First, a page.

Judge Tosses GOP Attempt To Nullify Arizona Midterm Election Results


An Arizona judge has dismissed a lawsuit from Arizona Republican candidate for state Attorney General Abe Hamadeh, who available results indicate finished behind Democratic candidate Kris Mayes by a little over 500 votes.

As summarized by the voting rights organization Democracy Docket, the judge concluded Hamadeh’s lawsuit was filed too early since the state’s results were yet to be finalized. County-level canvassing already took place in most locales (although the majority-Republican county board in Cochise County refused to certify their local results amid baseless election integrity concerns, leading to litigation), but state-level certification still remains. The judge concluded that Hamadeh wasn’t blocked from filing litigation once the required time has passed, however, adding he didn’t need to wait for the mandatory recount of the race that will be taking place because of the close margin under half of a percentage point. Hamadeh argued — without much in terms of substantive evidence — a significant number of voters saw their choices essentially undone through supposed problems, like errors in transposing selections from ballots unable to be scanned.

At least initially, Hamadeh didn’t cite a single piece of evidence showing that such happened in this year’s elections in Arizona. He was instead presenting assumptions based on other circumstances he wanted taken as applicable here, and he also sought a court finding he was the winner of the race. “In support, they cite only a purported statistic from a different election (in 2020),” Mayes noted in court of Hamadeh’s allegations about errors in handling unreadable ballots. “Plaintiffs allege no facts and cite no evidence of any issues from this election.” The GOP contender also alleged that a hand count audit revealed a single instance in which an entity called the Maricopa County Electronic Adjudication Board misrepresented a voter’s intent and contended that similar problems affected the bulk of the adjudication process despite no clear evidence. The process that board handles is for dealing with ballots in which the individual voter’s intent when marking their ballot isn’t clear.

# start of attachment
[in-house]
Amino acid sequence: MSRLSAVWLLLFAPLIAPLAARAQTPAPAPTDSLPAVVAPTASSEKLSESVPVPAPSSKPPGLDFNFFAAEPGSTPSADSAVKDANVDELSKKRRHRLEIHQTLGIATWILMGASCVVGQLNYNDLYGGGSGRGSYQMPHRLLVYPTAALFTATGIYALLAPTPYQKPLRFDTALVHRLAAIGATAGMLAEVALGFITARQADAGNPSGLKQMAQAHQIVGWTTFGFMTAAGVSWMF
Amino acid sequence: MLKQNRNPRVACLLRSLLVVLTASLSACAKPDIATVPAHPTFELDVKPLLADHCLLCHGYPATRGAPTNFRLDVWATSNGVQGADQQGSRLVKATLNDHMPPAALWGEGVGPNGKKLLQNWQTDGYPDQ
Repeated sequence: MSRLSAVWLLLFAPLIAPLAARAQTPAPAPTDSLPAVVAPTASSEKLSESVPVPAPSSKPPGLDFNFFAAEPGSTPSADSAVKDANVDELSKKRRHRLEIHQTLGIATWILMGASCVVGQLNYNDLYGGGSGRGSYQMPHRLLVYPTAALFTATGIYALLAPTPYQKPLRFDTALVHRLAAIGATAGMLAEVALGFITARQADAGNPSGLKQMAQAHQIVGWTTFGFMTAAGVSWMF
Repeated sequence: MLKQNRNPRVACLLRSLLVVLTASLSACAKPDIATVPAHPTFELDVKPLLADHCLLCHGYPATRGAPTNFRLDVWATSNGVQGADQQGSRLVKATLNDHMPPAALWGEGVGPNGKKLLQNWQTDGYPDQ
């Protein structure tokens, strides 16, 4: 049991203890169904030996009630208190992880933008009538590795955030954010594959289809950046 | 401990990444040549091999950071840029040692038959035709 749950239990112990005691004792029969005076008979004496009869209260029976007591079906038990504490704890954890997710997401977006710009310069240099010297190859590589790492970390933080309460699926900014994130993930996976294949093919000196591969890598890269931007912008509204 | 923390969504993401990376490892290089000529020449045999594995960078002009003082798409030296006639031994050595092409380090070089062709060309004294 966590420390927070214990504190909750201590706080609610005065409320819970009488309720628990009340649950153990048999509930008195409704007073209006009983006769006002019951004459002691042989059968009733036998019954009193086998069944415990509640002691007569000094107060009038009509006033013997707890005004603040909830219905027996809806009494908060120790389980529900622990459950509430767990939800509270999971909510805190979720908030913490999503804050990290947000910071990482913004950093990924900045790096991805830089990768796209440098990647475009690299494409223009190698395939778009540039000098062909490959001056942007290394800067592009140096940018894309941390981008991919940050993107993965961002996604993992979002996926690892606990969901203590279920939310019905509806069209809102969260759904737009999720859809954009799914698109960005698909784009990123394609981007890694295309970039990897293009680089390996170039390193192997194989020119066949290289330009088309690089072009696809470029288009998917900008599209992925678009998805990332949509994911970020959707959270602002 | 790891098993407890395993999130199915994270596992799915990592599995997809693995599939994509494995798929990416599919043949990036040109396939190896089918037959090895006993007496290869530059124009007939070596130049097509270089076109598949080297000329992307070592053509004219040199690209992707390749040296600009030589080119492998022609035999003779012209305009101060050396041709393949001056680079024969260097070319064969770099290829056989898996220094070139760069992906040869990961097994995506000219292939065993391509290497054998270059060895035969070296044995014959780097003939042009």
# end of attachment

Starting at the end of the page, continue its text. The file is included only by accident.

Hamadeh also challenged the procedures for verifying voters’ signatures, although the process used for the 2022 elections traces back to rules established in 2019 — and it’s only now he was bringing this complaint. He also alleged that hundreds of voters cast ballots that unfairly went uncounted because they went to a second polling place on Election Day supposedly without being properly checked out at the first. In Maricopa County, problems on Election Day with the printing and scanning of ballots predicated some voters heading someplace else to cast a ballot. Those encountering these problems could also leave their ballots in a secured bin for further tabulation later, a process that county authorities indicated has been in place roughly in its present form since the 1990s, which undercuts the idea of some kind of haphazard disenfranchisement of voters.